• Acting in conflict to their own interests – if the executor’s own interests’ conflict with that of the estate, then it is likely that a conflict of interest would arise, rendering their continued appointment unsuitable.  
  • Applying the law improperly – the executor may have wrongly interpreted or applied the legal framework in which they are acting, which may result in loss to the beneficiaries.
  • Refusing to communicate with the beneficiaries of an estate – In order for the beneficiaries to properly understand the extent and progress of the estate administration, there must be communication with the executors.  
  • Acting contrary to the terms of the will – the terms of the will are instructions from the deceased as to how their estate is to be distributed. Save for certain exceptions, the executor is bound to adhere to the terms of the will.
  • Excessive delay – whilst some estates will take longer than others to progress, there is an expectation that the executors will act promptly in administering the estate and, consequently, if the executors delay excessively, they risk being removed.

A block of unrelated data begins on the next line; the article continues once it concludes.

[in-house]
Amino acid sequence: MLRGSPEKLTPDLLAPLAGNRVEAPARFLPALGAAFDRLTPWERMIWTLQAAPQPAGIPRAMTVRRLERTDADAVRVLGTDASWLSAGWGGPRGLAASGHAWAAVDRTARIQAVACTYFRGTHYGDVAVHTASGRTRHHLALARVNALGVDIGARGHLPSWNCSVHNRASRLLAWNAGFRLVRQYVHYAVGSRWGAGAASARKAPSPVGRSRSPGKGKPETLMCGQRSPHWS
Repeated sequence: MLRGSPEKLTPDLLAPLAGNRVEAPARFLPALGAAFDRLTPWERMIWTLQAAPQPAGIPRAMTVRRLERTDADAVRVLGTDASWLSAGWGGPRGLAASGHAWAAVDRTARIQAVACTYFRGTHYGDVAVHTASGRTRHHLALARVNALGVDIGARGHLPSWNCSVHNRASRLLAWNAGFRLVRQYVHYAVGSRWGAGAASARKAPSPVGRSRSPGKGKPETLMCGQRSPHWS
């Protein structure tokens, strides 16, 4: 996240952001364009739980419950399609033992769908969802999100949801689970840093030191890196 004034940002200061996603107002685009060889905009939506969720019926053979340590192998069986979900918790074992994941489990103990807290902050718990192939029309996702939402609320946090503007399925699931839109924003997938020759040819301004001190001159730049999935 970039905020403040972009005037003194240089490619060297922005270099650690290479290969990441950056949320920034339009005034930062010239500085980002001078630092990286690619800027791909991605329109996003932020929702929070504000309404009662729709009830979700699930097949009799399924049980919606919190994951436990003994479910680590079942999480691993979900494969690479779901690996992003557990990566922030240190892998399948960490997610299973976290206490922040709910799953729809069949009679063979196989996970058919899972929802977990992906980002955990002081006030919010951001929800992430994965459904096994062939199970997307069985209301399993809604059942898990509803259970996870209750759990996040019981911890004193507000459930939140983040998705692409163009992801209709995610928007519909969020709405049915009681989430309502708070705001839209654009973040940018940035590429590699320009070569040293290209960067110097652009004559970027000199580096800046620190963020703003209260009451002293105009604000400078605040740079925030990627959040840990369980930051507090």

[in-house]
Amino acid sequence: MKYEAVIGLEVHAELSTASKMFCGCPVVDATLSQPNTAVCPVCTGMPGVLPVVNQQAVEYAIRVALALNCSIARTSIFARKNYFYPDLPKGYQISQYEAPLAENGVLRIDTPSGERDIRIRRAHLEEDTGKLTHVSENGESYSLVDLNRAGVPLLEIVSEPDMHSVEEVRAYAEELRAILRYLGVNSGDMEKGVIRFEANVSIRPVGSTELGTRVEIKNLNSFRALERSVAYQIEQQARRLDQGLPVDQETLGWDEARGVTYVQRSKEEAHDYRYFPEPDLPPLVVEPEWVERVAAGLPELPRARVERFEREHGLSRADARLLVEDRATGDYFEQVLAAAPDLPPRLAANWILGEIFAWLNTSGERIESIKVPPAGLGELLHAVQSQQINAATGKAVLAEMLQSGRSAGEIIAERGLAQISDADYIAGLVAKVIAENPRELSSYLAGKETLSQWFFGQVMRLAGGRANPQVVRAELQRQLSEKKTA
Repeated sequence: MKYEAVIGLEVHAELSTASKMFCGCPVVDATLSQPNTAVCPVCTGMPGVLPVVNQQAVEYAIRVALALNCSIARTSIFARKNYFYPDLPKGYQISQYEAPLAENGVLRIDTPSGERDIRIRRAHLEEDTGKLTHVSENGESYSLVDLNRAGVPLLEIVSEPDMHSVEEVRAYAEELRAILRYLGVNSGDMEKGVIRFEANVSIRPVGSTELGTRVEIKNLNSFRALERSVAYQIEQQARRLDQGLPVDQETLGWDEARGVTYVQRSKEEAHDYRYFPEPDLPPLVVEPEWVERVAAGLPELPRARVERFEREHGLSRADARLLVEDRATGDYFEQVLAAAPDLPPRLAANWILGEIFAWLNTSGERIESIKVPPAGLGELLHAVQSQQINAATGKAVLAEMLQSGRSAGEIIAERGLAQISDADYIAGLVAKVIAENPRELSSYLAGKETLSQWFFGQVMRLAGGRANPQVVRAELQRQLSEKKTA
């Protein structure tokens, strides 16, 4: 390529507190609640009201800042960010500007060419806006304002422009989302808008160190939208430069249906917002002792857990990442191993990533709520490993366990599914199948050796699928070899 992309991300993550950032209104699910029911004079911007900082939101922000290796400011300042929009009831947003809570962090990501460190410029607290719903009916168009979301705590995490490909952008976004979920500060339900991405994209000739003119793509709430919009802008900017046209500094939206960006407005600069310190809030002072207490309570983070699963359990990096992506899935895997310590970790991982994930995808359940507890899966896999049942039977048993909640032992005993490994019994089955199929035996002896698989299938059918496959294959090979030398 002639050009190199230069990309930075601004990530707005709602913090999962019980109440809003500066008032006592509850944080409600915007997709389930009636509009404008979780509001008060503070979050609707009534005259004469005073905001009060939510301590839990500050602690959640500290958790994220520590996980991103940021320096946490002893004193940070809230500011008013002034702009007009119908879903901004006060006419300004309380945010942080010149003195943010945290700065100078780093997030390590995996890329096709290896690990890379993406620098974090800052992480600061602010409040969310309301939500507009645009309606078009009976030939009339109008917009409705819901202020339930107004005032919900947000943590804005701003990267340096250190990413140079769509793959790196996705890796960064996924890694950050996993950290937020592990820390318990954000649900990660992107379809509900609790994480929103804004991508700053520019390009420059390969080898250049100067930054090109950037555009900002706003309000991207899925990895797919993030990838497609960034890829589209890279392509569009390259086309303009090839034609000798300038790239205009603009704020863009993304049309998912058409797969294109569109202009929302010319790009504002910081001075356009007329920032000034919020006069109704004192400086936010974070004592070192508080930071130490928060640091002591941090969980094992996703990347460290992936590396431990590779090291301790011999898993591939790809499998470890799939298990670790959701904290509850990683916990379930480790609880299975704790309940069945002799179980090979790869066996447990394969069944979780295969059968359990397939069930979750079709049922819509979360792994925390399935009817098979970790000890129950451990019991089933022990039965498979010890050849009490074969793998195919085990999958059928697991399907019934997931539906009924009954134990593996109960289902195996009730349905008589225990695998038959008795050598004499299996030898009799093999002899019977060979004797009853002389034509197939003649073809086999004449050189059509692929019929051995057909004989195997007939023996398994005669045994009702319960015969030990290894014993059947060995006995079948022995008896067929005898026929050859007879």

It is important to recognise that the Court will not generally remove an executor simply because there is some friction or hostility between the executors and beneficiaries. Rather, the Court will look at the overall impact of substituting an executor and prioritise the interests of efficiently administering the estate for the beneficiaries.

In the recent case of Lane v Lane [2024] EWHC 275 (Ch), Jonathan Hilliard KC, sitting as Deputy Judge of the High Court stated that “the touchstone under section 50 of the Administration of Justice Act [1985] is what is in the interests of the beneficiaries of the estate as a whole”.